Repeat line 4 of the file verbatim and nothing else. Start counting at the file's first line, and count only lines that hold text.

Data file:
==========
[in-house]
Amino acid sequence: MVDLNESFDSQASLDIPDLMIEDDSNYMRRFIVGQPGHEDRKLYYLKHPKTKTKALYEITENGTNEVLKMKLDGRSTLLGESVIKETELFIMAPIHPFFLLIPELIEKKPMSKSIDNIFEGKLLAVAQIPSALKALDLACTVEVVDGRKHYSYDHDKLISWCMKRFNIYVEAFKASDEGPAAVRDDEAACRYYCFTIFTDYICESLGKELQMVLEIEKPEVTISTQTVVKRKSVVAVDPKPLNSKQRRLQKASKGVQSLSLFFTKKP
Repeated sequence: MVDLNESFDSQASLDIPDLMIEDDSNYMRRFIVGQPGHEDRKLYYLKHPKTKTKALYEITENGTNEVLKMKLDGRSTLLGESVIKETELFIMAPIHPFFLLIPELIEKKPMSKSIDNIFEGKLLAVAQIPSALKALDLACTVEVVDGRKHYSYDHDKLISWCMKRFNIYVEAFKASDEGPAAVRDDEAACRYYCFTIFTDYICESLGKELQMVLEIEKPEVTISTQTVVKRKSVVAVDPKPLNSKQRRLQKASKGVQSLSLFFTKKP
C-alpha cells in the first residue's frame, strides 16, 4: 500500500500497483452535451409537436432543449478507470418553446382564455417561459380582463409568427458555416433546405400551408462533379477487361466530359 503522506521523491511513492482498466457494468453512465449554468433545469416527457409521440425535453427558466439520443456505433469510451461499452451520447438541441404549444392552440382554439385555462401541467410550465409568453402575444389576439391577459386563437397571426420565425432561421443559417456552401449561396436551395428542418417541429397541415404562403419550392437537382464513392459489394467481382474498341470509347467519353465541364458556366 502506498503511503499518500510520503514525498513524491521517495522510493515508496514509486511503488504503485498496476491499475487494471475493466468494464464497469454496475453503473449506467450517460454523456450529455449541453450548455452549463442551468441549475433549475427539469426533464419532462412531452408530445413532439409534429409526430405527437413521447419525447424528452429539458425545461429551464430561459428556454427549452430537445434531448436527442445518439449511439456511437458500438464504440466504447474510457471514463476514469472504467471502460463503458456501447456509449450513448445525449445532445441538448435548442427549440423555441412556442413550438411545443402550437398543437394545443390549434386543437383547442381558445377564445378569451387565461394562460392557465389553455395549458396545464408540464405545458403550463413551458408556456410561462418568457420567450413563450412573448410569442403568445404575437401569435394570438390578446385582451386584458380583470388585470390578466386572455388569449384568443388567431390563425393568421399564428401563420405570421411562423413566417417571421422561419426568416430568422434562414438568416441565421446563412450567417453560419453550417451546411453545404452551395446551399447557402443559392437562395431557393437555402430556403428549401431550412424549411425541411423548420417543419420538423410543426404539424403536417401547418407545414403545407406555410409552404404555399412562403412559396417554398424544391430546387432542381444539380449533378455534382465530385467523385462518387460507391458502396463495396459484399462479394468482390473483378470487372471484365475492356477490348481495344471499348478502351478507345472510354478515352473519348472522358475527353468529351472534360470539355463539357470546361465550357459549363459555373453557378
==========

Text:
C-alpha cells in the first residue's frame, strides 16, 4: 500500500500497483452535451409537436432543449478507470418553446382564455417561459380582463409568427458555416433546405400551408462533379477487361466530359 503522506521523491511513492482498466457494468453512465449554468433545469416527457409521440425535453427558466439520443456505433469510451461499452451520447438541441404549444392552440382554439385555462401541467410550465409568453402575444389576439391577459386563437397571426420565425432561421443559417456552401449561396436551395428542418417541429397541415404562403419550392437537382464513392459489394467481382474498341470509347467519353465541364458556366 502506498503511503499518500510520503514525498513524491521517495522510493515508496514509486511503488504503485498496476491499475487494471475493466468494464464497469454496475453503473449506467450517460454523456450529455449541453450548455452549463442551468441549475433549475427539469426533464419532462412531452408530445413532439409534429409526430405527437413521447419525447424528452429539458425545461429551464430561459428556454427549452430537445434531448436527442445518439449511439456511437458500438464504440466504447474510457471514463476514469472504467471502460463503458456501447456509449450513448445525449445532445441538448435548442427549440423555441412556442413550438411545443402550437398543437394545443390549434386543437383547442381558445377564445378569451387565461394562460392557465389553455395549458396545464408540464405545458403550463413551458408556456410561462418568457420567450413563450412573448410569442403568445404575437401569435394570438390578446385582451386584458380583470388585470390578466386572455388569449384568443388567431390563425393568421399564428401563420405570421411562423413566417417571421422561419426568416430568422434562414438568416441565421446563412450567417453560419453550417451546411453545404452551395446551399447557402443559392437562395431557393437555402430556403428549401431550412424549411425541411423548420417543419420538423410543426404539424403536417401547418407545414403545407406555410409552404404555399412562403412559396417554398424544391430546387432542381444539380449533378455534382465530385467523385462518387460507391458502396463495396459484399462479394468482390473483378470487372471484365475492356477490348481495344471499348478502351478507345472510354478515352473519348472522358475527353468529351472534360470539355463539357470546361465550357459549363459555373453557378